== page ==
For instance, the Catholic Church clearly teaches that the Eucharist is the source and summit of the Christian faith, and that without a valid transubstantial reception of the Eucharist the human soul will eventually wither away.

On the other hand, most Baptist camps teach and believe that the Eucharist is only a symbolic memorial of the Last Supper, and really has nothing to do with salvific Grace other than a Christ-given ordinance of worship.

...two totally different denominational doctrines...

(I chose these two denominations for no specific anti-ecclesiastical reason other than comparison of doctrine)

Another example is justification by Grace alone through a working faith taught by pre-Reformation churches versus justification by faith alone taught by the majority of Protestant denominations.

On crucially important doctrines such as these, you are either right or wrong. This is why its infinitely and eternally important to find the right denomination (well...at least as close as possible).

Of course there are many other superfulous reasons why people stay where they are, such as familial pressure and tradition.

I really hate focusing on differences rather than what we all have in common, but this question seems to draw lines in the sand.

It must be said that there will always be overlapping areas of grey, and the Holy Spirit knows what he is doing.

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Ah, Eucharist, good point. My pastor very rarely conduct this service, only on Good Friday and when there are newly baptized people. –  Mawia Dec 3 '13 at 12:00

In general people change their denominations all the time. This is especially true between different Protestant denominations. I've been Anglican, Pentecostal, Mennonite and United Church.

In the specific case you quote, the Jehovah's Witnesses quite literally believe that all other Branches of Christianity are apostate - i.e. they are not really Christians at all. Most denominations are nowhere near that exclusive. The Witnesses are a Restorationist church, who believe that the entire church went off the rails and started worshipping a false God (the Trinity), and that their original leader had a specific revelation that told him to restart the true church. To them, marrying a Catholic is no different from marrying a non-Christian.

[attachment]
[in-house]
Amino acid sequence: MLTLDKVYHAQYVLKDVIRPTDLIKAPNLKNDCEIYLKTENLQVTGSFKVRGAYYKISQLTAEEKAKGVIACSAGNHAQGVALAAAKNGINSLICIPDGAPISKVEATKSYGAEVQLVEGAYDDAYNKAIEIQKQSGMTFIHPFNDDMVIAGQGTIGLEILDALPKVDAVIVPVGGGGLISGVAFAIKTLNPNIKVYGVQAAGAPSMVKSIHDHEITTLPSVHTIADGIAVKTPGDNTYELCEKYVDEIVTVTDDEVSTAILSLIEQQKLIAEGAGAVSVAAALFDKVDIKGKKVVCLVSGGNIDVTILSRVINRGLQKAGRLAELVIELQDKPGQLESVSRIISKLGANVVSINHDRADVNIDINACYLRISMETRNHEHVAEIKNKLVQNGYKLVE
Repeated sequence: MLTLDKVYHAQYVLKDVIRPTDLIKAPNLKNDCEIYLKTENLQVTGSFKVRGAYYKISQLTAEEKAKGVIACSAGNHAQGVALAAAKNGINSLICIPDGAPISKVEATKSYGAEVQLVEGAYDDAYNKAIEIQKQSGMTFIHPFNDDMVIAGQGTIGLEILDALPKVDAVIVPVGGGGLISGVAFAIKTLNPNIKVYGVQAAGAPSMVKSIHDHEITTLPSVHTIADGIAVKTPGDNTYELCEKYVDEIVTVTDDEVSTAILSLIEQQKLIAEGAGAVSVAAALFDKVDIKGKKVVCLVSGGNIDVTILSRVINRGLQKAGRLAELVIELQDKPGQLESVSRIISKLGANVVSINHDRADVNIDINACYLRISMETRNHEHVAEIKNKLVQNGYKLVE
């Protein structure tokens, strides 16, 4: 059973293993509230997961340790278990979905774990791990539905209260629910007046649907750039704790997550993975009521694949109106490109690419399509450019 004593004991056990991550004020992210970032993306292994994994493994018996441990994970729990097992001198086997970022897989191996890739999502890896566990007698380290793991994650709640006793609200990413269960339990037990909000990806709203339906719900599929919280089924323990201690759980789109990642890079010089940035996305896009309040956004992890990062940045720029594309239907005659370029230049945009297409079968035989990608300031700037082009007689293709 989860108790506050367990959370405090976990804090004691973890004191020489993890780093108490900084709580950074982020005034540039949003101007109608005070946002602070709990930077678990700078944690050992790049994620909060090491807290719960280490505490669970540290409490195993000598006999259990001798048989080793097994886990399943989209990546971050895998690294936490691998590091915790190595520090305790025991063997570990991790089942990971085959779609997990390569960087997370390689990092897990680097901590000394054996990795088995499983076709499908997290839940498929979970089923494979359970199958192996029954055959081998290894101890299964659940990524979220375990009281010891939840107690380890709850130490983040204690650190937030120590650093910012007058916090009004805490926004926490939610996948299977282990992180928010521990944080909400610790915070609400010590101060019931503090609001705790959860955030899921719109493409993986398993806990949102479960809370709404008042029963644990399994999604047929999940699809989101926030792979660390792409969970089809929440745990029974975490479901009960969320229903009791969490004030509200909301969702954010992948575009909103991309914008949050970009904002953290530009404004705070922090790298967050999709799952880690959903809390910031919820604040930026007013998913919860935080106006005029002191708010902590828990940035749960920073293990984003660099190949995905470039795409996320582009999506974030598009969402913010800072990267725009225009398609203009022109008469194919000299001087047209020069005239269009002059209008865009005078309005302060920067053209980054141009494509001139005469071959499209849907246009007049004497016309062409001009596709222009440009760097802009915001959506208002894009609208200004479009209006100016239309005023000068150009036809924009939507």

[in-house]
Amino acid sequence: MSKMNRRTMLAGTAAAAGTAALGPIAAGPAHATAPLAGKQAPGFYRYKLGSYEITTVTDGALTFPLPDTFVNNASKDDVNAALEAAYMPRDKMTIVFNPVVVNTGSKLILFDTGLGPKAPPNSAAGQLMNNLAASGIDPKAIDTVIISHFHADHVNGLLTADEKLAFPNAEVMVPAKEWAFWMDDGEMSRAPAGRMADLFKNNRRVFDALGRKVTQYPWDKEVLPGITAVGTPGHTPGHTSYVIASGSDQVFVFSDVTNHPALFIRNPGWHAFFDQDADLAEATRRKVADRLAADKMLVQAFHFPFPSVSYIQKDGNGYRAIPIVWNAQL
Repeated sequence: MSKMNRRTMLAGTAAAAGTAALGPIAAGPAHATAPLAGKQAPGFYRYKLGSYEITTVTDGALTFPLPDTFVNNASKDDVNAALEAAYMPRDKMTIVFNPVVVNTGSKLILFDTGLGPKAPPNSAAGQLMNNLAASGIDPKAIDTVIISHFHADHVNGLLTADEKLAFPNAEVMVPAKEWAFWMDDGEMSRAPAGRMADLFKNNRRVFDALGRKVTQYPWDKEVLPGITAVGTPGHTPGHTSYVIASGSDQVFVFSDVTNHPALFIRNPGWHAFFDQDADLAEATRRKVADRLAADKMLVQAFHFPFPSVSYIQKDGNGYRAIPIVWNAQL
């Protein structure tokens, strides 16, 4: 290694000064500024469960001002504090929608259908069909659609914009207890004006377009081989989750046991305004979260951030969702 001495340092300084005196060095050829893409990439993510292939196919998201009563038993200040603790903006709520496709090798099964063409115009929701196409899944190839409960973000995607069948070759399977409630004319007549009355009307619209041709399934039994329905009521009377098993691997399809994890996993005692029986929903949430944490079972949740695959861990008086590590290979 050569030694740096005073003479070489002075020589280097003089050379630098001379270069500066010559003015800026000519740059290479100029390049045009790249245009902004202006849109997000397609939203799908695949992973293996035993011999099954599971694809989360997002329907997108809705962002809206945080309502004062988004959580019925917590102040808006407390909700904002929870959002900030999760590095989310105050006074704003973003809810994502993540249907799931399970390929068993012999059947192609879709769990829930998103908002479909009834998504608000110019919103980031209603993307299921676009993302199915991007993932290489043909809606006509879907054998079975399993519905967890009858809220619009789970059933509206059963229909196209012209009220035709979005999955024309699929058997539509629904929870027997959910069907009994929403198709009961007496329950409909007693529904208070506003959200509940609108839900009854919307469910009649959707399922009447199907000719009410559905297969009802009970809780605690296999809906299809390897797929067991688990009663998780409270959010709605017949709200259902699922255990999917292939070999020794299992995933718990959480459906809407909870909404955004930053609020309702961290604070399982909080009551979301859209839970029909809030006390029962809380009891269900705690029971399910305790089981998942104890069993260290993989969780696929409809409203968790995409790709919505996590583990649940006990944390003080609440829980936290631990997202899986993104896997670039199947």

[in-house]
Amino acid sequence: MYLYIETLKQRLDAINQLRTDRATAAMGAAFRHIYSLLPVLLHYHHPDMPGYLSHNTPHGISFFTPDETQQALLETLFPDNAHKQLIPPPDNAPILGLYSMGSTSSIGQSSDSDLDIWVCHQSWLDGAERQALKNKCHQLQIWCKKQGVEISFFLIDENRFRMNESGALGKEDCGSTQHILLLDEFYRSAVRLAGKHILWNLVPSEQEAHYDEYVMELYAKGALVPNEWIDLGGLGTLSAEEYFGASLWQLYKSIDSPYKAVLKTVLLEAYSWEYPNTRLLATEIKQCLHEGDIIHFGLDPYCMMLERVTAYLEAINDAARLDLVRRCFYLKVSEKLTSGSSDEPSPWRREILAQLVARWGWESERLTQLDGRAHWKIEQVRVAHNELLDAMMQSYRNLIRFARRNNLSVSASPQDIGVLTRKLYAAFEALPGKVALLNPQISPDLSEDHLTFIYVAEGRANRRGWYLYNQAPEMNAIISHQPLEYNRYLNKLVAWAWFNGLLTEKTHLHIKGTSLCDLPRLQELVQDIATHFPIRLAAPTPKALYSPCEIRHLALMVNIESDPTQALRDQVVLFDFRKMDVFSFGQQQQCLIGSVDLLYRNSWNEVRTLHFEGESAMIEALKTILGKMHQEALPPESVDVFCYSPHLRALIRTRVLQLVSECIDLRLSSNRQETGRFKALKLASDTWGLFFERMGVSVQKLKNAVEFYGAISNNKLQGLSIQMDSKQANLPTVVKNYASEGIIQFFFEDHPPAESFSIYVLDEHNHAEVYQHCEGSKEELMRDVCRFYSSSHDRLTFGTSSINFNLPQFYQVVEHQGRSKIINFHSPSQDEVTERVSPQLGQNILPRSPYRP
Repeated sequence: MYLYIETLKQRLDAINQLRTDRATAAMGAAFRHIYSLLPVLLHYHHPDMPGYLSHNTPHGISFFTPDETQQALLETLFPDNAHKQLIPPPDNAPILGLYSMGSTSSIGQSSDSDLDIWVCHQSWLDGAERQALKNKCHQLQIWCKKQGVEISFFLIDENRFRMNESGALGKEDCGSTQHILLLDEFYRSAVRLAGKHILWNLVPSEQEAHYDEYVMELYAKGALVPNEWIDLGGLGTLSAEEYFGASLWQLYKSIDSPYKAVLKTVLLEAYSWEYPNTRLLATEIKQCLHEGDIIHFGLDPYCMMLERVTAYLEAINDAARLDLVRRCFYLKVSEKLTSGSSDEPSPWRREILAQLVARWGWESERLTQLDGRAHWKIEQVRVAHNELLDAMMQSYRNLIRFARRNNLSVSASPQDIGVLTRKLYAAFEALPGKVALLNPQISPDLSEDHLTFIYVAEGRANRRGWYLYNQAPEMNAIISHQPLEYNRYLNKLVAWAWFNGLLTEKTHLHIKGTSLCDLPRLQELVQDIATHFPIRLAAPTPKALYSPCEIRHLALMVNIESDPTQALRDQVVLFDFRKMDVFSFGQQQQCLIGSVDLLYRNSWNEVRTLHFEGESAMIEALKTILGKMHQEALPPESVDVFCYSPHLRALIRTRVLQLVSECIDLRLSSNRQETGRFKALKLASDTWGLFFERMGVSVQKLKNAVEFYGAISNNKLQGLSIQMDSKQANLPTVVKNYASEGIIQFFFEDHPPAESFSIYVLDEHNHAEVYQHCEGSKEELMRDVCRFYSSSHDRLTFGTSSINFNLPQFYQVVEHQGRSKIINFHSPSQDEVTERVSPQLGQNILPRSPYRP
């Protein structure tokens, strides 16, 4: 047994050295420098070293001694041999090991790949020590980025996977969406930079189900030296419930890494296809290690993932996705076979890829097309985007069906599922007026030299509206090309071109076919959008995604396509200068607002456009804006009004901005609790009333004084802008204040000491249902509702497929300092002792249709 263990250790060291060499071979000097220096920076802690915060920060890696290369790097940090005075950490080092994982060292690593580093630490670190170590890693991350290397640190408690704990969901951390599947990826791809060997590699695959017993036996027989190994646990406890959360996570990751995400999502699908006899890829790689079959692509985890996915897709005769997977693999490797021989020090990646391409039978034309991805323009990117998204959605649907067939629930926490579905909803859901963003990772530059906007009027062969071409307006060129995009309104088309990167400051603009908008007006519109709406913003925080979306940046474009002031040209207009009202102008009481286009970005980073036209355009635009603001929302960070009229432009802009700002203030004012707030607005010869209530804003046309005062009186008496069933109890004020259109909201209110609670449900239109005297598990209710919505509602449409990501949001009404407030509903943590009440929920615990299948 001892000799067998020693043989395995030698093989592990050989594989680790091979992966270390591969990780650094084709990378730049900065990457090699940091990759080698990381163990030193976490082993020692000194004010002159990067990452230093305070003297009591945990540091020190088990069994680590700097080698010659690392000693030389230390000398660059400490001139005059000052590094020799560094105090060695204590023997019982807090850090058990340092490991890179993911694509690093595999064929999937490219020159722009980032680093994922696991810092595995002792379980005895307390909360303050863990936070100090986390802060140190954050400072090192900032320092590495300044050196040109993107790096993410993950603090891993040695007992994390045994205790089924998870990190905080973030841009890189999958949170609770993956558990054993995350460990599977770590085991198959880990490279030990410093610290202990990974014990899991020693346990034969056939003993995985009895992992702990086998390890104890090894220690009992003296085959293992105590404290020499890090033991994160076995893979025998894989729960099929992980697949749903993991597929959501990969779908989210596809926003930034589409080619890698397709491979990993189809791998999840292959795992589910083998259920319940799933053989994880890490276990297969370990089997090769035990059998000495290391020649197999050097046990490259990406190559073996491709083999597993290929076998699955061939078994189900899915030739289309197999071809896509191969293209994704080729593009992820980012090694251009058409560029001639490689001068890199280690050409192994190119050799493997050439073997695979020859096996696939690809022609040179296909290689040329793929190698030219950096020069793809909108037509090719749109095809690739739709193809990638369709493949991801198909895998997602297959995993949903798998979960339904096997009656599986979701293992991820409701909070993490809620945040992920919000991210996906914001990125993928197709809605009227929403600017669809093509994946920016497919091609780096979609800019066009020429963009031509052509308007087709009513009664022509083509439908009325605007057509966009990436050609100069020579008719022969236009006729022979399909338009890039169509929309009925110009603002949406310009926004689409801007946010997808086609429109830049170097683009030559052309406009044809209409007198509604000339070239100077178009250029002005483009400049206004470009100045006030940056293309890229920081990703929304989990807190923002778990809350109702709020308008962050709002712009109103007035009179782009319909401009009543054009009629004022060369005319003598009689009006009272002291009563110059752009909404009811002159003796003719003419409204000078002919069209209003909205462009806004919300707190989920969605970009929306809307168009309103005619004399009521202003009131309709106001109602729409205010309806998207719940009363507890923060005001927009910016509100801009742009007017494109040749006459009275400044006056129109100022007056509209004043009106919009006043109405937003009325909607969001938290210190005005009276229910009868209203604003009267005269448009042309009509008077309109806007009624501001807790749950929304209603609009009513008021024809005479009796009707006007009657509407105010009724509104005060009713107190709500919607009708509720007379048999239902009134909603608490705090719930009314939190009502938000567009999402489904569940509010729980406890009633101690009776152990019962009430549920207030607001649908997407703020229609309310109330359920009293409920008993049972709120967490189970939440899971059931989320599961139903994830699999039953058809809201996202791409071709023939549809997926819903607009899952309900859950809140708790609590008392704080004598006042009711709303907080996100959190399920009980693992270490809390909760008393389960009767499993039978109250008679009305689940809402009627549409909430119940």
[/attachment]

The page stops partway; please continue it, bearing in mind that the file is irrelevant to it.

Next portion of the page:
Why are people reluctant to change denomination? Many aren't, but where they are it is usually because they believe what their denomination teaches and don't want to be part of a church that teaches something different. The amount of reluctance depends on how important that person perceives the differences. There is also the question of leving an established community. For people changing denomination may be perceived as a slight to family or traditions. Changing church is a significant upheaval, and people rarely change without a good reason.

Hindrances to changing denomination. Some denominations require rebaptism, or some other initiation before accepting a new member. That's rarely onerous, but it can be a hindrance for some. In a free country there is pretty much no reason why people cannot change denomination if they really want.